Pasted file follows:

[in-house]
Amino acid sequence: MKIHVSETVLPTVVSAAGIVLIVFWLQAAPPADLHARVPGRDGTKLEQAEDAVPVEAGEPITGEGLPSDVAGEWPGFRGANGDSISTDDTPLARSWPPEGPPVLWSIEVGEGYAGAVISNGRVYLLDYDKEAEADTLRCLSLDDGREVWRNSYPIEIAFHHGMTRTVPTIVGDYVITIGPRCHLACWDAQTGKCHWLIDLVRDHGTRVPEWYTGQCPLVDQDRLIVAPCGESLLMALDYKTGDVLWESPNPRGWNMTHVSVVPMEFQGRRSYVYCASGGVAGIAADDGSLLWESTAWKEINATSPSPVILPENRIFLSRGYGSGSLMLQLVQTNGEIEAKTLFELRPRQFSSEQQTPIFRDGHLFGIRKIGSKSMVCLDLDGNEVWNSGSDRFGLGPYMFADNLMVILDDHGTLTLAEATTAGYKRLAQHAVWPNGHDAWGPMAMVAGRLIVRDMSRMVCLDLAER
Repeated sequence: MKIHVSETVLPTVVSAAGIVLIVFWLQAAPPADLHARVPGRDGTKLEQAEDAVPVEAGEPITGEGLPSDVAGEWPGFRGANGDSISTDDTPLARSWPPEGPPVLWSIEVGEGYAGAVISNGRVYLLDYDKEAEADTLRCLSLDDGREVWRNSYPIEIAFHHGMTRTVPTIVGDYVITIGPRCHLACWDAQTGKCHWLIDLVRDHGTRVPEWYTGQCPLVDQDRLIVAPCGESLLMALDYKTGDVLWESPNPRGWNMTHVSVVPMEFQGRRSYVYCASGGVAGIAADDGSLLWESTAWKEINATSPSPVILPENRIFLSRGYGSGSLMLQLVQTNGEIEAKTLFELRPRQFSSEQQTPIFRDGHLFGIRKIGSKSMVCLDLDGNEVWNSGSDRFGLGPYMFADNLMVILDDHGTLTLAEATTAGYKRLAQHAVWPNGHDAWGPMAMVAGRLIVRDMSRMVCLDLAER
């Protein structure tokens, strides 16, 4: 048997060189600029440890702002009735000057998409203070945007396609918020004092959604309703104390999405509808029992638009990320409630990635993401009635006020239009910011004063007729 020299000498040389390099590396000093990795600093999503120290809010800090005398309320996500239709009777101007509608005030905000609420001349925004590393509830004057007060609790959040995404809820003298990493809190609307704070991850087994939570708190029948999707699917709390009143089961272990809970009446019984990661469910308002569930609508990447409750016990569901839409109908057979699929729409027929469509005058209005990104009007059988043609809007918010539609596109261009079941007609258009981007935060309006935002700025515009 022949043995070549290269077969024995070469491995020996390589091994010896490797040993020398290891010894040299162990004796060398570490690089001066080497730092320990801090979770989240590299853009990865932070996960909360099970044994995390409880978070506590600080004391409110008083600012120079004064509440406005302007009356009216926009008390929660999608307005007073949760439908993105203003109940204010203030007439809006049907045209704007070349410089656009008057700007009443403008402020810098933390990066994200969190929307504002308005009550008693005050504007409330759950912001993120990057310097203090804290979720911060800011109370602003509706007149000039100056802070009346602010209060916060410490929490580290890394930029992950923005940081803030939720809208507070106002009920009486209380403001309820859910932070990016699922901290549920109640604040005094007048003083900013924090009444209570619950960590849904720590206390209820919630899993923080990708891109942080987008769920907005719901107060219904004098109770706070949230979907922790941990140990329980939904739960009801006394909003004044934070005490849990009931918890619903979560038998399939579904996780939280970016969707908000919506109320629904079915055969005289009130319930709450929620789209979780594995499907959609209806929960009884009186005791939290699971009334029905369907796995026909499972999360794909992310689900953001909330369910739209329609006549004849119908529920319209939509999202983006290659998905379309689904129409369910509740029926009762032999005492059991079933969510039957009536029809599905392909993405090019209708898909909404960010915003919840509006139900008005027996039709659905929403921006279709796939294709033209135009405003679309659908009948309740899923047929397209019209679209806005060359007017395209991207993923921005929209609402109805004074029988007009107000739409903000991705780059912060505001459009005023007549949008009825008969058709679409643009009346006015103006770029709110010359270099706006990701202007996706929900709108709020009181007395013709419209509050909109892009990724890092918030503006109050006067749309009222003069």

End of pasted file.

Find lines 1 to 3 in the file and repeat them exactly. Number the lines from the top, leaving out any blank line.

[in-house]
Amino acid sequence: MKIHVSETVLPTVVSAAGIVLIVFWLQAAPPADLHARVPGRDGTKLEQAEDAVPVEAGEPITGEGLPSDVAGEWPGFRGANGDSISTDDTPLARSWPPEGPPVLWSIEVGEGYAGAVISNGRVYLLDYDKEAEADTLRCLSLDDGREVWRNSYPIEIAFHHGMTRTVPTIVGDYVITIGPRCHLACWDAQTGKCHWLIDLVRDHGTRVPEWYTGQCPLVDQDRLIVAPCGESLLMALDYKTGDVLWESPNPRGWNMTHVSVVPMEFQGRRSYVYCASGGVAGIAADDGSLLWESTAWKEINATSPSPVILPENRIFLSRGYGSGSLMLQLVQTNGEIEAKTLFELRPRQFSSEQQTPIFRDGHLFGIRKIGSKSMVCLDLDGNEVWNSGSDRFGLGPYMFADNLMVILDDHGTLTLAEATTAGYKRLAQHAVWPNGHDAWGPMAMVAGRLIVRDMSRMVCLDLAER
Repeated sequence: MKIHVSETVLPTVVSAAGIVLIVFWLQAAPPADLHARVPGRDGTKLEQAEDAVPVEAGEPITGEGLPSDVAGEWPGFRGANGDSISTDDTPLARSWPPEGPPVLWSIEVGEGYAGAVISNGRVYLLDYDKEAEADTLRCLSLDDGREVWRNSYPIEIAFHHGMTRTVPTIVGDYVITIGPRCHLACWDAQTGKCHWLIDLVRDHGTRVPEWYTGQCPLVDQDRLIVAPCGESLLMALDYKTGDVLWESPNPRGWNMTHVSVVPMEFQGRRSYVYCASGGVAGIAADDGSLLWESTAWKEINATSPSPVILPENRIFLSRGYGSGSLMLQLVQTNGEIEAKTLFELRPRQFSSEQQTPIFRDGHLFGIRKIGSKSMVCLDLDGNEVWNSGSDRFGLGPYMFADNLMVILDDHGTLTLAEATTAGYKRLAQHAVWPNGHDAWGPMAMVAGRLIVRDMSRMVCLDLAER